There are not very many musical acts that I listen to regularly, but Triarii is one of my chosen few. Usually I am more of an experimental listener who will play a lot of albums a couple of times, and then move on to the next musical conquest. Triarii however, have become the mainstay of my collection. More often than not, when writing I can be found with Exile on repeat until I am finished. Nor is it just me – it appears that a lot of writers are conducting their business with Triarri playing in the background. The fact that Triarii is popular with so many writers and artists is not so bizarre if one views the creative process itself as a conflict, and it is in this regard that the triumphant chords of Triarii are most encouraging and inspiring.
Triarii is inspirational to a whole generation of writers and artists because the music is epic; it is grandiose, sweeping and powerful with chords that stir the imagination, spurring the creators onwards to the metaphorical battlefield of creativity. Not only is the music powerful, Christian Erdmann’s vocals are superb and manage to capture the emotion and vitality of the music. Moreover, he is one of the few vocalists capable of portraying masculine virility through speech without the need to heavily distort vocals. His words and lyrics are clear, concise – and like a gladius – straight to the point.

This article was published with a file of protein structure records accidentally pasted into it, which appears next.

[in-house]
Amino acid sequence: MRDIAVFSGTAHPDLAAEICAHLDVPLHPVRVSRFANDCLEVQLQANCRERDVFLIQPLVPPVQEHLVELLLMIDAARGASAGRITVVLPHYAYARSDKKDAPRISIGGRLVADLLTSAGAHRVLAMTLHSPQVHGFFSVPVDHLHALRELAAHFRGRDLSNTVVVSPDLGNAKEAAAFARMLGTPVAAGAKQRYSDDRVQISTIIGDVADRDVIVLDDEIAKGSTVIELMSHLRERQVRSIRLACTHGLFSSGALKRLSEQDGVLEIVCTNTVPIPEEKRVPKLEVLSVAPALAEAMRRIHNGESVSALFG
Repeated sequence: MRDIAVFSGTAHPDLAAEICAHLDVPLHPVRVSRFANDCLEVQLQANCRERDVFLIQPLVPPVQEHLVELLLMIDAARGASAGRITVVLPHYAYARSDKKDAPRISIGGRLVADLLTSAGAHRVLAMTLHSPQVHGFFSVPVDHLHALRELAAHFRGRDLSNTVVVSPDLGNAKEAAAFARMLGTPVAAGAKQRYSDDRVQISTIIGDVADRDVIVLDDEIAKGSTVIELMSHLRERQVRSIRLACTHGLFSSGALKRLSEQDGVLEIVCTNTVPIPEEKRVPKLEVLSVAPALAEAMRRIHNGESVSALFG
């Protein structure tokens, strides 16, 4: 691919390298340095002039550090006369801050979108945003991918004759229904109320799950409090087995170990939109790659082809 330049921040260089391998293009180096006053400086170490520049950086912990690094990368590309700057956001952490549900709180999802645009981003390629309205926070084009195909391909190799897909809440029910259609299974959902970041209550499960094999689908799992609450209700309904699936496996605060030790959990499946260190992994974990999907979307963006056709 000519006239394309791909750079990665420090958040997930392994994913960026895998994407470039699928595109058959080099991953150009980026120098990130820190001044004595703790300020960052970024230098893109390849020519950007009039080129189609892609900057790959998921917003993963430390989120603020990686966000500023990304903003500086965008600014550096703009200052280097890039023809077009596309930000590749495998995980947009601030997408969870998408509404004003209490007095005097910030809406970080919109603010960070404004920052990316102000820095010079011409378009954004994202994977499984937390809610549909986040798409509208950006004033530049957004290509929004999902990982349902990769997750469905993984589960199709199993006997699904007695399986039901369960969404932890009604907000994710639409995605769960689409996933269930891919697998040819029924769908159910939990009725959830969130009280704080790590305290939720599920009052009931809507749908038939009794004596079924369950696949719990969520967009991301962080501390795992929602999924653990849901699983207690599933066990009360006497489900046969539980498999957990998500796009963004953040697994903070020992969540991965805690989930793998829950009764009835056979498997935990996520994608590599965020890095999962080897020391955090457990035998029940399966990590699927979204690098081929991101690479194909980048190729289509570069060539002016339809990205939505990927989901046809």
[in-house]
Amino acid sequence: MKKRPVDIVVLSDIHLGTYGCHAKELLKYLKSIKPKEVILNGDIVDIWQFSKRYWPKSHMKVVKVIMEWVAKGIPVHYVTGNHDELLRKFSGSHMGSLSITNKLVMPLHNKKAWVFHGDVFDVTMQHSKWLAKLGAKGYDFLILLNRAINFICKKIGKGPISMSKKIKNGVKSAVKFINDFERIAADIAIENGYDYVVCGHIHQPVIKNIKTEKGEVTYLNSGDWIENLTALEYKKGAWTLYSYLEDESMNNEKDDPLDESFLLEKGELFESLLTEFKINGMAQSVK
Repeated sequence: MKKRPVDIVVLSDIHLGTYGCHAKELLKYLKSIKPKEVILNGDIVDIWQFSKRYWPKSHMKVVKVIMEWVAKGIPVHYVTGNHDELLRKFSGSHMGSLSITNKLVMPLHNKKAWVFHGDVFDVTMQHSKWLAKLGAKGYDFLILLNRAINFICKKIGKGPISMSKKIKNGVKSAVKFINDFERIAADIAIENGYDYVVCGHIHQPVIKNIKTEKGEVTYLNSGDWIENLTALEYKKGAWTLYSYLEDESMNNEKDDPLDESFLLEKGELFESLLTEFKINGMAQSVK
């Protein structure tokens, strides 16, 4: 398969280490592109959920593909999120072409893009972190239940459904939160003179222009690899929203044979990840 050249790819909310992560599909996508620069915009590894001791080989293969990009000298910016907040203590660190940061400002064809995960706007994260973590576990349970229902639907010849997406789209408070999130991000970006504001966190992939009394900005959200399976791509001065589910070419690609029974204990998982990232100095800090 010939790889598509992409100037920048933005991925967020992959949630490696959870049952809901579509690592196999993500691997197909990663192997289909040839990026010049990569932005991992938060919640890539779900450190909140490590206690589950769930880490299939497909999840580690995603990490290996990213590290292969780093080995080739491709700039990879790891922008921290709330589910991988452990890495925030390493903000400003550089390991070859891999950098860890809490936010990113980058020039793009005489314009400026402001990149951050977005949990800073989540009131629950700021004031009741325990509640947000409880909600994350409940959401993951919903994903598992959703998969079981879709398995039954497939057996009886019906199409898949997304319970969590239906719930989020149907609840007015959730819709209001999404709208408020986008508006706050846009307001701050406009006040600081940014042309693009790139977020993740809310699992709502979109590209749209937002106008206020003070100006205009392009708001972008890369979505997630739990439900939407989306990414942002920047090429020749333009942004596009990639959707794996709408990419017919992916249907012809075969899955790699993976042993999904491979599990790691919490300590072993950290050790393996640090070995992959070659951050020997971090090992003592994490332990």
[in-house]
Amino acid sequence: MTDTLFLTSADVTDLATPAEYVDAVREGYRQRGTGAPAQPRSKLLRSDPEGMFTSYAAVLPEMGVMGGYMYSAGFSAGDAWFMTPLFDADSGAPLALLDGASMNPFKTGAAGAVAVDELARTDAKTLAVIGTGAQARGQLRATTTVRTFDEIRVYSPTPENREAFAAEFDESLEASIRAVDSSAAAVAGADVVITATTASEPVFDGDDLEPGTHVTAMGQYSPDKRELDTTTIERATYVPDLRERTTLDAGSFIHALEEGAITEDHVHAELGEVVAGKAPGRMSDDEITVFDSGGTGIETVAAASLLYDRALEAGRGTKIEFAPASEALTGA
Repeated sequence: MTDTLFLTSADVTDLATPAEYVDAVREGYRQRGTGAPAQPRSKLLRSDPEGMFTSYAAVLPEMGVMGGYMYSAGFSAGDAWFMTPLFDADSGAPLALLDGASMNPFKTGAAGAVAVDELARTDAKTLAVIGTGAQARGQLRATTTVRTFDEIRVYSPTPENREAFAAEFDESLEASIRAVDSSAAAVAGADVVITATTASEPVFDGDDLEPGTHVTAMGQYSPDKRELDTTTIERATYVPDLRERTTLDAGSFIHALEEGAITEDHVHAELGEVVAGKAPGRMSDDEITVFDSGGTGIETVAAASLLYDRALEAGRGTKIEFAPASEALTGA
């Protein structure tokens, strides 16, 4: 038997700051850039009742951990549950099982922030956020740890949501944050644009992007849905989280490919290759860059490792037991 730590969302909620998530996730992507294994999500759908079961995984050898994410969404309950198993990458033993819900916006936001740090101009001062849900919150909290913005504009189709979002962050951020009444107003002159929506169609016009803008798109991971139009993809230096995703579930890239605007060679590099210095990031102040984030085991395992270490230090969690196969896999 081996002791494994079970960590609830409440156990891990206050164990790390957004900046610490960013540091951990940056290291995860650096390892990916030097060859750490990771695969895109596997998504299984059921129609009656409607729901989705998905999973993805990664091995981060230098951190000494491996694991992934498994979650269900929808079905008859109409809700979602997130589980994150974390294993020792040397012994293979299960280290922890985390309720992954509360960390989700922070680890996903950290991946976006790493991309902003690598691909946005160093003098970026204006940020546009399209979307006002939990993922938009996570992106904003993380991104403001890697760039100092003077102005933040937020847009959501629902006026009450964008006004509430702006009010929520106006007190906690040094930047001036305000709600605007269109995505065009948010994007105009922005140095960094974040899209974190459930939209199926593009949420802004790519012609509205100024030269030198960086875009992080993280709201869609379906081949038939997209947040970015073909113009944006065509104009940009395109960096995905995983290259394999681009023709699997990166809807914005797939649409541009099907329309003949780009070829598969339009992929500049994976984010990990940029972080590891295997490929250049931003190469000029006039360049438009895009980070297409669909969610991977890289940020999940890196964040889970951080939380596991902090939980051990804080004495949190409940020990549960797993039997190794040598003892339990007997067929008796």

The music itself captures the rhythm of an empire going to war and the classical elements are extremely clear. An obvious inspiration from Wagner’s music is present, particularly in ‘Heaven & Hell’ and ‘Le Crépuscule Des Dieux’.
Pieces by Triarii which stand out as the finest tracks include:
- Mother of Pain (Ars Militaria, Eternal Soul, 2005)
- Le Crépuscule Des Dieux (Pièce Héroique, Eternal Soul, 2006)
- Heaven and Hell (Pièce Héroique, Eternal Soul, 2006)
- Roses for Rome (Pièce Héroique, Eternal Soul, 2006)
- Sonnenwalzer (Muse in Arms, Eternal Soul, 2008)
- Ode to the Sun (Muse in Arms, Eternal Soul, 2008)
- Emperor of the Sun (Exile, Eternal Soul, 2011)
- Iron Fields (Exile, Eternal Soul, 2011)
- W.A.R. (We Are Rome) (W.A.R. (7″, Single, Ltd) Eternal Soul Records, 2011)
- We Are One (We Are One (7″, Single, Ltd) Eternal Soul Records, 2011)
It is also worth mentioning here that Roses for Rome is a collaborative piece involving another favourite of mine, Ordo Rosarius Equilibrio. Furthermore, this track spawned an interesting album (Three Hours) under the name TriOre (a hybrid of both Triarii and Ordo Rosarius Equilibrio). The overall mood of this album is substantially less martial and more poetic, but the combination works well. Tracks on it which stand out as the best include There’s a Smell to Life that Dies, Fires Burn Like Fires do and Let us Meet in the Trenches.
Overall I would strongly recommend that anyone with an interest in martial industrial or neoclassical music listens to Triarii; once you start listening you will be powerless to stop.